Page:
Other winged neighbors included a family of about seven geese who seemed to have appointed an obnoxious re-eyed, red-billed duck as their leader. They would follow behind him as he swaggered over to every human being to harass them. He’d cock an eye and tilt his head as if to say “All right, I know you’ve got it, hand over the food.” I’d laugh as the geese would pop their heads out from behind him to see what, if anything I had to offer. If I was not forthcoming with bread or other food, the duck would snap at my pant legs to see if I was telling the truth. He reminded me of the belligerent duck in 1950’s cartoons.

I do not know about the stars or about astronomical mathematics or calculations. I appreciate the moon and its phases, and understand that during the full moon the tide was often high. Living in a place like the creek teaches you to pay attention to the cycles of life, and to the personality of a place. Due to its moods, water has been called “a woman,” by folklorists and sailors. I don’t know if I agree as to its gender but I do agree that moods and tones of places are eloquent.

As a child growing up I learned to look at “signs.” Some would call that hyper vigilance, and like all qualities, the ability to pay attention has its negative side, not necessarily for what you see but for what you tell yourself that it means. The phrase “waiting for the other shoe to drop,” summed up how it was for me early in life.

The creek helped me to see beyond my solitude, and beyond my loneliness, for many of my friends were reluctant to make the long drive to see me. Often I would sleep in the “living room” of the small two bedroom cottage, with the fire burning in the wood-burning stove as my only company. Sometimes if the day had been particularly hard, with no luck on the job search, I became afraid, imagining outside intruders lurking.  During those times I slept in my clothes, and kept a heavy flashlight under my pillow. Part of the growth provided by my year at the creek was to understand what I had chosen, and what I could chose next.

My children who were beginning families of their own, in Southern California, did not have time to visit.   Later when the place no longer belonged to me, I would visit them. For now, I finally accepted the uncertainty, my solitude and silence, and opened my heart to what it gave me, which was sometimes luminous and numinous.

One day, while I was jogging up one of the hills that connected to a house there, I came upon a little blue baby bootie. This was a strange thing to find on that path. It made me wonder, until a few days later, my oldest son phoned.  Immediately, I got the picture. “When is your baby due?” I asked him. “Mom, how did you know?” he asked.  I proceeded to tell him about the finding and how I had put the two together.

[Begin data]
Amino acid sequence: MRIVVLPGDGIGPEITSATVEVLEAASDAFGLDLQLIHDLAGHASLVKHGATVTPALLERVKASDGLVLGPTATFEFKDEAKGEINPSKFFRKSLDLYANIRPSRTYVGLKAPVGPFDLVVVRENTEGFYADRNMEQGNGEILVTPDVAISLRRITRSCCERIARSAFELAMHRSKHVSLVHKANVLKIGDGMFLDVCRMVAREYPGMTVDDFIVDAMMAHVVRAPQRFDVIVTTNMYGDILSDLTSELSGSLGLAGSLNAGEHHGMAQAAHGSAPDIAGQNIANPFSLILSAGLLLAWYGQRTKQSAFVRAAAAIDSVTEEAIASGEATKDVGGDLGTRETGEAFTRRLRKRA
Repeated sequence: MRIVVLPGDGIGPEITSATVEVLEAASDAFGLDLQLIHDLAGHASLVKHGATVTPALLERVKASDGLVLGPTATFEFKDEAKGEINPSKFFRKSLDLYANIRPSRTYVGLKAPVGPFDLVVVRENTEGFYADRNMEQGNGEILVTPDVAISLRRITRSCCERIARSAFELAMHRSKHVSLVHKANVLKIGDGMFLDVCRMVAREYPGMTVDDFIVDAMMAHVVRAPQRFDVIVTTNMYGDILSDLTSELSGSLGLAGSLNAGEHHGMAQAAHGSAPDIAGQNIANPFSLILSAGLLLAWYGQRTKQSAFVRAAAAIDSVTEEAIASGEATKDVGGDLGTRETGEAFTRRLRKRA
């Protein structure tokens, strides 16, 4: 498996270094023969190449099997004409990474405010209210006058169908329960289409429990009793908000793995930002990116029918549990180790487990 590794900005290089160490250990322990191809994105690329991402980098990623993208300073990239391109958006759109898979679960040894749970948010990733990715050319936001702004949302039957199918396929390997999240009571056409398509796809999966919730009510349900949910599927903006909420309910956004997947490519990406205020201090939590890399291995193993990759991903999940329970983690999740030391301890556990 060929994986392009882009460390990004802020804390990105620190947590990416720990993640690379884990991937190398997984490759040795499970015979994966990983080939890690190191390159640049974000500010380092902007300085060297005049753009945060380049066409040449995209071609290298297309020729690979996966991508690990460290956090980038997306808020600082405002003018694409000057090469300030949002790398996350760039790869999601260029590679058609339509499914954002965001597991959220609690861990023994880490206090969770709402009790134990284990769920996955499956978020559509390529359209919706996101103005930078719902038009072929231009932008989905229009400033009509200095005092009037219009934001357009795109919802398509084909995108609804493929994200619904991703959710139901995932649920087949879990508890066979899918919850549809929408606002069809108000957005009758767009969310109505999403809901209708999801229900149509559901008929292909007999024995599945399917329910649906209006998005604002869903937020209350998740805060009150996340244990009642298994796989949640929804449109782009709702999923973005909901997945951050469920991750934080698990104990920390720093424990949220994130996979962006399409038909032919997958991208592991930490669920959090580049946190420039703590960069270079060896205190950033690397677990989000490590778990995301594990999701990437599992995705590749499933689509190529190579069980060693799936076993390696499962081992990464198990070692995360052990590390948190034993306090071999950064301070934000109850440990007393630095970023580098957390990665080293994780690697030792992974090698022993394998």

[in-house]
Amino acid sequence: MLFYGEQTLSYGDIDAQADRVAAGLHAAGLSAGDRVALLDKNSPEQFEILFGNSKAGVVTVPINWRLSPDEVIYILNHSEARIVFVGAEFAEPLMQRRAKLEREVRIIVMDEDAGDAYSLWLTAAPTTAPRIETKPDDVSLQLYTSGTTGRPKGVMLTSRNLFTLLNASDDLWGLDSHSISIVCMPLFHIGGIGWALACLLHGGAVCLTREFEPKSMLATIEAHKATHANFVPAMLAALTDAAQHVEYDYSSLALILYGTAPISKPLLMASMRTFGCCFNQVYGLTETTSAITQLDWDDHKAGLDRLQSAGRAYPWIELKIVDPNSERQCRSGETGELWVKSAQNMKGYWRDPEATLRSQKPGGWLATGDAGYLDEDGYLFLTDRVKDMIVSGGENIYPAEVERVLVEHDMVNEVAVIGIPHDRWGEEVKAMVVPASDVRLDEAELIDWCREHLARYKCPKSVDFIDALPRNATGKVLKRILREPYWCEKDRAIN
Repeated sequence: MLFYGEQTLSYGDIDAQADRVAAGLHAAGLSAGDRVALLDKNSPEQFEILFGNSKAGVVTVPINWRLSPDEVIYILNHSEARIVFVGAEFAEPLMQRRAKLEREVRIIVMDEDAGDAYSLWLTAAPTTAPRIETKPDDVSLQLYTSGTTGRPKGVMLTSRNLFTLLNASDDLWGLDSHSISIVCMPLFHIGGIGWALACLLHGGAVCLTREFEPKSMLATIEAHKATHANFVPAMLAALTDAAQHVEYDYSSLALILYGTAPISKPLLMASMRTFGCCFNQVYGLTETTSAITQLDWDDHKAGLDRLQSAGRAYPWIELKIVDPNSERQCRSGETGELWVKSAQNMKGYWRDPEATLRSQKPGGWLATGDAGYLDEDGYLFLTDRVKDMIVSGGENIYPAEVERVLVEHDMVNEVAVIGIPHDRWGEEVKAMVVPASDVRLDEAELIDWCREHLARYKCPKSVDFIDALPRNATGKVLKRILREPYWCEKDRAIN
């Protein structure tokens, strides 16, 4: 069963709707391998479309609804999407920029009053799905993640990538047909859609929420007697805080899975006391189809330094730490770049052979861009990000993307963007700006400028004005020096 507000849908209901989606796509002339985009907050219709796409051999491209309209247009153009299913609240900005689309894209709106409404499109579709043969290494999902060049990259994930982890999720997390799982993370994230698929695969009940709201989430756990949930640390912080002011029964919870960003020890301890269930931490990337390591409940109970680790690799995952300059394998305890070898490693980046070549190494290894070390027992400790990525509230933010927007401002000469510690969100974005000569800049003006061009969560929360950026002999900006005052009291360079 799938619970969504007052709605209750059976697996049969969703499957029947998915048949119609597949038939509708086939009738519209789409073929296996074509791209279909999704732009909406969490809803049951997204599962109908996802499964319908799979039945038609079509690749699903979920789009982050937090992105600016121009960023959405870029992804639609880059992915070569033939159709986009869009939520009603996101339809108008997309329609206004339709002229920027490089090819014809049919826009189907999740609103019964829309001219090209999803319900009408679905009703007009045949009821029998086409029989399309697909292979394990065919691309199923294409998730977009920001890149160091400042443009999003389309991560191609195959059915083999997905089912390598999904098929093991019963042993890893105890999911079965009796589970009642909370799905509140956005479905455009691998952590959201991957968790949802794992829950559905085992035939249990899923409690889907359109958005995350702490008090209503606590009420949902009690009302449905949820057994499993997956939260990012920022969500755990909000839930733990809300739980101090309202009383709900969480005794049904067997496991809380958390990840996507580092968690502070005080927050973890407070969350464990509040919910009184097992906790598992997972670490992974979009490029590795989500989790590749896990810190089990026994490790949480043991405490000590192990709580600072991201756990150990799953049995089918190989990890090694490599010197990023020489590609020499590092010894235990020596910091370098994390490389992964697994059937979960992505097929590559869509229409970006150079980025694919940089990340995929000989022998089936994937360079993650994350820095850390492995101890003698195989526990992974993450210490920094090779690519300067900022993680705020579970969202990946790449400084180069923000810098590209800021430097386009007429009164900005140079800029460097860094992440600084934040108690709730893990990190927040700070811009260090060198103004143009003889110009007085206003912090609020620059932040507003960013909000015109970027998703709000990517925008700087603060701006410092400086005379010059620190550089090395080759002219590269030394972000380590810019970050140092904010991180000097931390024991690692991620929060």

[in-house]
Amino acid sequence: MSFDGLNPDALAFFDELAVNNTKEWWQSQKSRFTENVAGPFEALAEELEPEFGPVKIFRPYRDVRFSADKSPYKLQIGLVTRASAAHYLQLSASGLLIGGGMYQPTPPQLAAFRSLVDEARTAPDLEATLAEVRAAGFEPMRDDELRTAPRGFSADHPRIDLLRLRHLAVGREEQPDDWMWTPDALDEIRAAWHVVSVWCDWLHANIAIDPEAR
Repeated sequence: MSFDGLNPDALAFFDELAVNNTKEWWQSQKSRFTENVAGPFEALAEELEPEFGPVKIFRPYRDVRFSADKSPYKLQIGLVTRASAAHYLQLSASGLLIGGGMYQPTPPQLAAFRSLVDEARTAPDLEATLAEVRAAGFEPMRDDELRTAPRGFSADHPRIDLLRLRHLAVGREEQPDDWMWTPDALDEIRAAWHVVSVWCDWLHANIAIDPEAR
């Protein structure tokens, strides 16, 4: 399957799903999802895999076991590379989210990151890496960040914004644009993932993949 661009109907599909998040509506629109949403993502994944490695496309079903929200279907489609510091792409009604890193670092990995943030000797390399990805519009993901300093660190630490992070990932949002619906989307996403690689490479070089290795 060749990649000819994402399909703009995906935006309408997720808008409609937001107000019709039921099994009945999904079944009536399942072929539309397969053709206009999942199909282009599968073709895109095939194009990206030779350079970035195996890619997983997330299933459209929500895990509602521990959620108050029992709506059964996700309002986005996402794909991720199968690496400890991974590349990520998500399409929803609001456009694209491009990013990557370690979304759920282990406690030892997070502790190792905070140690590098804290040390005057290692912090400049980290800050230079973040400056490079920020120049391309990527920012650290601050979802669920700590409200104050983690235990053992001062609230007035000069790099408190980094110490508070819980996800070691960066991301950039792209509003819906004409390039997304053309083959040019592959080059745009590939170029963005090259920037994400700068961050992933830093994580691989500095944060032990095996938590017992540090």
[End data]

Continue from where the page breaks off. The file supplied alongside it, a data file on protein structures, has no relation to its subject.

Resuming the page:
A few weeks later, as I walked along the creek, thousands of inch-long fish called Alewin (Young Salmon) were jumping up and out of the water towards the ocean. They  leap into danger and the unknown, into life. My first thought was about the fertility of the place; the fish were leaping for hours out to their destiny.

When, a few days later my youngest son called, again the two ideas meshed. “Son, when is  your baby due?” I asked again. “Mom, how did you know?” was again asked. I told the story of the bootie and of the multitudes of fish as explanation of “how I knew.”

“Yeah, yeah!” I can hear someone saying. But in the “old days,” nature and humanity constantly communicated with one another, and the communication spawned rituals and ceremonies  to keep balance between our human life and the life of the other creatures.

I believe we all have the ability to “read” what life and places are telling us; it’s just that   other things, more tangible, but no more real, distract us.  For me, achieving a balance between the imaginal and the rational is always a dance, which requires patience and willingness to tend to Life’s cycles.

As  a child, I had only been able to watch for crisis, for it occurred regularly, and I was helpless in the face of it.  Therefore “signs” had a negative quality, and I often walked under a cloud of doom.

A decision to live, to keep moving toward life, to embrace the passing of years and the  cycles of life which I witnessed at the creek, helped to soften that cloudy propensity, so that I could let the message resonate and watch for the good.

Towards the end of my stay there, the Creek gave me two very clear, very important messages, in that gift year,  which I will share in the next post.  Meanwhile, I would like to hear from you about your relationship to water, to Mystery.

Be well,


c Suzanne Z 2012


Eagle Woman,  “Rattlesnake Singing ”


Moore, Marijo, Spirit Voices of Bones – rENEGADE pLANETS pRESS1998

Outwater, Alice  Water a Natural History Harper Collins Basic Books 1996

Van Dyke, Jerry National Geographic “Long Journey of Pacific Salmon” July 1990 pg 3-36

Childs, Craig The Secret Knowledge of Water -Back Bay Books/Little Brown and company New York, NY 2000

This entry was posted in Mystery, soul, water and tagged , , . Bookmark the permalink.

2 Responses to Salmon: Two: The Creek Life Gave Me.

  1. Connie McCoy says:

    Finally got here, but lot my comment due to log in rigamorole. Good piece!


  2. Glad you could join me!
    – Suzanne